, Volume 64, Issue 12, pp 1285-1294
Date: 17 Sep 2012

Recent Advances in Understanding the Pathogenesis of Polycystic Kidney Disease

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Abstract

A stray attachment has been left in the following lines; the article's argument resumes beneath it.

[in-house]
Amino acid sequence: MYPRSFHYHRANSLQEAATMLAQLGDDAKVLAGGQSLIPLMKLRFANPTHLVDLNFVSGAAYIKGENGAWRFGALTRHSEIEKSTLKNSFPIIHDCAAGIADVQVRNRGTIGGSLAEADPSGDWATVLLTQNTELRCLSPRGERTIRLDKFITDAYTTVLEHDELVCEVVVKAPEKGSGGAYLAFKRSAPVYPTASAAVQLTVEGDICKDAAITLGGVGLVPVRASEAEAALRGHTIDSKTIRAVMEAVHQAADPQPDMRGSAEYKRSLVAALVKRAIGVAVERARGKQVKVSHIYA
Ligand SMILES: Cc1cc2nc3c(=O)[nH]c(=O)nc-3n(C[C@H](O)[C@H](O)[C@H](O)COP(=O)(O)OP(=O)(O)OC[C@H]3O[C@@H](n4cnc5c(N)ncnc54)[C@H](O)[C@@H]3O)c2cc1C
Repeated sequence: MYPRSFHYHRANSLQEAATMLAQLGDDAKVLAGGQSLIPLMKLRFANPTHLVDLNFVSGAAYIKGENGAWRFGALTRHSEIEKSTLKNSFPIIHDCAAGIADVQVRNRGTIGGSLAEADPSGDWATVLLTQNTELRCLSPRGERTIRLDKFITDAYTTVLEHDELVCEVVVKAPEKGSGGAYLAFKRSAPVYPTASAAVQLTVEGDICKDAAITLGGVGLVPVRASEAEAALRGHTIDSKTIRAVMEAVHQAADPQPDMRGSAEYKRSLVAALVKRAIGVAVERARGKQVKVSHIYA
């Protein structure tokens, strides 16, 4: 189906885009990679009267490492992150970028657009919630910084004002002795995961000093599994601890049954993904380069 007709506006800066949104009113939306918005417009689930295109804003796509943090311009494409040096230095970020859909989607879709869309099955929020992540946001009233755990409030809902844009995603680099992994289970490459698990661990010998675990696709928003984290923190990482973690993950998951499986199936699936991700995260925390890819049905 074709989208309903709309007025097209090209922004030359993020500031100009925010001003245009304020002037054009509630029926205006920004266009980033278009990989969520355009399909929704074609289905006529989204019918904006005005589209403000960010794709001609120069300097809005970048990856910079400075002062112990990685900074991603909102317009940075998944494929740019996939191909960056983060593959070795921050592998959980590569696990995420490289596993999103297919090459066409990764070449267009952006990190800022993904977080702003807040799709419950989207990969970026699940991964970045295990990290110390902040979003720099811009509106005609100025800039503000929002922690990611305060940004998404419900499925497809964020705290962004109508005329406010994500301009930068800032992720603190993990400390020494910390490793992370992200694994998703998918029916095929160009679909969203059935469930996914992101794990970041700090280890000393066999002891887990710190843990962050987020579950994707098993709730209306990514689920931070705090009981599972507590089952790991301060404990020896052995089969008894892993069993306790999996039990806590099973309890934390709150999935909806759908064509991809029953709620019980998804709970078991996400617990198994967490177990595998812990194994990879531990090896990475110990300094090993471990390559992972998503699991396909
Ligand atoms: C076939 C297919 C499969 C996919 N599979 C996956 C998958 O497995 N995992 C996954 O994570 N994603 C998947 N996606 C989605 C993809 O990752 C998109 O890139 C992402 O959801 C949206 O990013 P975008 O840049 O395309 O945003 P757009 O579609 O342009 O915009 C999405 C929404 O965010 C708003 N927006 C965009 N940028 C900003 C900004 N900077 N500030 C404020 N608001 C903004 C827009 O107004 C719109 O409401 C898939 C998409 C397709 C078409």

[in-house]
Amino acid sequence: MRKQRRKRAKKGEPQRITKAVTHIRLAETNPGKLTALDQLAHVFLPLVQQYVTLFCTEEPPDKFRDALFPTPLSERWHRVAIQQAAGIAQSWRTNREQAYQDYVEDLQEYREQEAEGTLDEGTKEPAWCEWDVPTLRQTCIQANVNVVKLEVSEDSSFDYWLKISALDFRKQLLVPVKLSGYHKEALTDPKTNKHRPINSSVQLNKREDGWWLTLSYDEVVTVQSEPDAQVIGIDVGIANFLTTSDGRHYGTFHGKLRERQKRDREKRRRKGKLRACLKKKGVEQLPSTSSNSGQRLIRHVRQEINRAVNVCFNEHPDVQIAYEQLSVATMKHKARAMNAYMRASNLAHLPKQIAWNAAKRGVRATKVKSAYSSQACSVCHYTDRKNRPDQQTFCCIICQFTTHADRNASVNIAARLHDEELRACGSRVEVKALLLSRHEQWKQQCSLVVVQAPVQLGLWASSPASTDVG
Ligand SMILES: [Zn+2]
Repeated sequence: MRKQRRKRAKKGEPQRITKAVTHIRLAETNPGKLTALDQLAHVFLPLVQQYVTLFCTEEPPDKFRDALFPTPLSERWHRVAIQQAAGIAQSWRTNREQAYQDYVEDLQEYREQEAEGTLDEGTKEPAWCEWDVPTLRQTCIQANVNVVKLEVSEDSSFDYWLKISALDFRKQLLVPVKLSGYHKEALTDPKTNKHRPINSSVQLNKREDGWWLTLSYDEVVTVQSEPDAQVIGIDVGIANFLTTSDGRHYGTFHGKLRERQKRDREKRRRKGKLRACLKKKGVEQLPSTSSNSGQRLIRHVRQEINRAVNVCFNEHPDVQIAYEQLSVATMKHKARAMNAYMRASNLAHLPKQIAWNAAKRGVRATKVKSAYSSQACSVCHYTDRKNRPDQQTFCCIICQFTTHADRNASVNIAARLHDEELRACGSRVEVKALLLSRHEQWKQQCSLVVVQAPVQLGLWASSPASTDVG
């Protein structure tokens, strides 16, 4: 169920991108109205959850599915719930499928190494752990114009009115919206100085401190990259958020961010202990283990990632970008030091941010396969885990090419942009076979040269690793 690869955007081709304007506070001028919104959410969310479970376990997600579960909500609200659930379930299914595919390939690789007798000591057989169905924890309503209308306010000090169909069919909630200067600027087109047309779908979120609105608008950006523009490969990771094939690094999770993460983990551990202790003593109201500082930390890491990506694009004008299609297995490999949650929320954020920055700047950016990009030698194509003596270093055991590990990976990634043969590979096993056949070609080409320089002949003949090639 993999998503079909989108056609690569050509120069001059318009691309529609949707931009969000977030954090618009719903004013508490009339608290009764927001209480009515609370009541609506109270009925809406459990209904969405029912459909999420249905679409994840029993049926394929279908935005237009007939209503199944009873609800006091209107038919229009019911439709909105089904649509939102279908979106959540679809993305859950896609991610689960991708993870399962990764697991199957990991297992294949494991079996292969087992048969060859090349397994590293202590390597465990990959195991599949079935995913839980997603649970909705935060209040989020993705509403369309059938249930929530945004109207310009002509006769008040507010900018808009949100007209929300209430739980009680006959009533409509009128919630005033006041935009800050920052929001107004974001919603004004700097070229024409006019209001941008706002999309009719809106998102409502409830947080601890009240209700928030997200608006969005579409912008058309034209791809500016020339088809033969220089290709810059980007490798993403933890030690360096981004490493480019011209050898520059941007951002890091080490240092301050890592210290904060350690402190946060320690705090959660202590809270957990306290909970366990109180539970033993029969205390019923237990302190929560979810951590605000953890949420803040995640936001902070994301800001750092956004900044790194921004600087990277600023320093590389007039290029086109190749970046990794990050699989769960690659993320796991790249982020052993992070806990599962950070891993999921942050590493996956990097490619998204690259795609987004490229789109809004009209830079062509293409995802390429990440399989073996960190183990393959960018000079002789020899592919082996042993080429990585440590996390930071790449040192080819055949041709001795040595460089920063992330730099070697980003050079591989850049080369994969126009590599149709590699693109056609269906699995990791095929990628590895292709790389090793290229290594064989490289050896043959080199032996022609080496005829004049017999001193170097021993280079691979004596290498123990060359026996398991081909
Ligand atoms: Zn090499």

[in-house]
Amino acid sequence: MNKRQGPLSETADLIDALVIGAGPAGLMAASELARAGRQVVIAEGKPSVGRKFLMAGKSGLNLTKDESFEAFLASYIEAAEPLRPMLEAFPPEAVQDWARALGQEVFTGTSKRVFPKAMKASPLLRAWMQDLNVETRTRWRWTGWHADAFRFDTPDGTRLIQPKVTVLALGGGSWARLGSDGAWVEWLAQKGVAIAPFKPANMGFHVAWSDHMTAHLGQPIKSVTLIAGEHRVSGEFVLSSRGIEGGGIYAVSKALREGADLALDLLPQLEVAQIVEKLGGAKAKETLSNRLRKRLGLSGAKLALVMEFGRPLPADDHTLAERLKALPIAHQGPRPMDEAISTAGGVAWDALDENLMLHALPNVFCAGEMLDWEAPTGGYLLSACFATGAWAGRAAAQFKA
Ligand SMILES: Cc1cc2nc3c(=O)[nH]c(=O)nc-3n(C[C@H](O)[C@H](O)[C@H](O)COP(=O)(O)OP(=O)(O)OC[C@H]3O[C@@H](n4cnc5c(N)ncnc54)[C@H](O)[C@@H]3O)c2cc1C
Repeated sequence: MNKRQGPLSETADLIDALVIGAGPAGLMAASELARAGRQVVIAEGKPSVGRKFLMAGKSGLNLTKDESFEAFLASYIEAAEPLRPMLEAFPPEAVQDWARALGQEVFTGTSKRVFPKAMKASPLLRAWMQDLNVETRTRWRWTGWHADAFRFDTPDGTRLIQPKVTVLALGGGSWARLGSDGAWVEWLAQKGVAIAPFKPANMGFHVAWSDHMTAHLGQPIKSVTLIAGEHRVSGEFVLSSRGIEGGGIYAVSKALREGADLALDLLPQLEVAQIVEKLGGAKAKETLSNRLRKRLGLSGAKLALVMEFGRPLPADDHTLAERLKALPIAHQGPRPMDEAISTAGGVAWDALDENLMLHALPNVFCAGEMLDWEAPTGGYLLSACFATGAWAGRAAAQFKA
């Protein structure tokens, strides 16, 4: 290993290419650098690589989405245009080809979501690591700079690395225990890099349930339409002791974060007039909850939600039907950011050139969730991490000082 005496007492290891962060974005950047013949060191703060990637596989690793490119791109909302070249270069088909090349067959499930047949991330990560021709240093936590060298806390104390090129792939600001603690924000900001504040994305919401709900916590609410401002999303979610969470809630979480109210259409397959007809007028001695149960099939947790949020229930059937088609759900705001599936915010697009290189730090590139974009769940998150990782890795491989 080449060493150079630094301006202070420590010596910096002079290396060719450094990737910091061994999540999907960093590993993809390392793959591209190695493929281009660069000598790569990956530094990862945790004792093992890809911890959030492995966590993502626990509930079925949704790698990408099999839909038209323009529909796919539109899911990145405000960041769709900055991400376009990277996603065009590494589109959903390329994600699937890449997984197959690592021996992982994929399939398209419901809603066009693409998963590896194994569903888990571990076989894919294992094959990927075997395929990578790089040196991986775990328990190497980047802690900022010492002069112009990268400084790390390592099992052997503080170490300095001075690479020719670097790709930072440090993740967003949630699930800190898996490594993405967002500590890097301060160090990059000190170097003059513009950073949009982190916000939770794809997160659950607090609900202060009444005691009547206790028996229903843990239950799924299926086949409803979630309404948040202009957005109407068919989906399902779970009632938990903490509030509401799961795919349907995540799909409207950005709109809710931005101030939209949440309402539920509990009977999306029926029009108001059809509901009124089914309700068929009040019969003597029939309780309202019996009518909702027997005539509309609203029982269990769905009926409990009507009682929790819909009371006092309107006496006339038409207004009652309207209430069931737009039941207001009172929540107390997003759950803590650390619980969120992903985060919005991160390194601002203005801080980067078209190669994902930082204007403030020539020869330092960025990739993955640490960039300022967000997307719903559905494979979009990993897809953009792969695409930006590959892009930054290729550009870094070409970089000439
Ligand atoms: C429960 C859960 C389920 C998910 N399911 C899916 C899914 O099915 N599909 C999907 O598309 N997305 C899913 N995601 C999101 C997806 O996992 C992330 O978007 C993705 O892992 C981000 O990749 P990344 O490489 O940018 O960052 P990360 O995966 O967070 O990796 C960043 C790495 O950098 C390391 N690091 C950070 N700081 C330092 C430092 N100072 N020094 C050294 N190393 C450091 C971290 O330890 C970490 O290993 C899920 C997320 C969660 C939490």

Hereditary polycystic kidney disease (PKD) is a common cause of renal failure. Increasing knowledge is available regarding mechanisms of cyst development and progression, and renal functional deterioration in PKD. On the basis of this information and theories regarding the pathophysiology of these processes, studies to alter progression and potentially treat PKD have been reported. Cyst development and progression requires epithelial cell proliferation, transepithelial fluid secretion and extracellular matrix remodelling. Several interventions designed to inhibit cell proliferation or alter fluid secretion modify the progression of PKD in selected animal models. Renal functional deterioration appears to involve interstitial inflammation and fibrosis, and tubular apoptosis. Glucocorticoids with anti-inflammatory and antifibrotic properties slow the progression of cystic disease and renal functional deterioration in animal models of PKD. Other interventions, such as dietary modification and angiotensin antagonism, shown to be of benefit in non-PKD models of slowly progressive renal disease, are also of benefit in animal models of PKD. Caution should be used in extrapolating interventional studies in one animal model to another model and certainly to human disease, since examples exist in which treatments in one model of PKD have different effects in another model. Nonetheless, early attempts to determine whether potential treatments are tolerated and of potential benefit in patients with PKD are beginning to appear. Ultimately, treatment of PKD may involve efforts to identify patients at greatest risk for disease progression, thus allowing targeted therapy, use of surrogate markers for disease progression to assist assessment of therapeutic efficacy, and combination therapy to retard disease progression and renal functional deterioration in this common hereditary cause of chronic renal failure.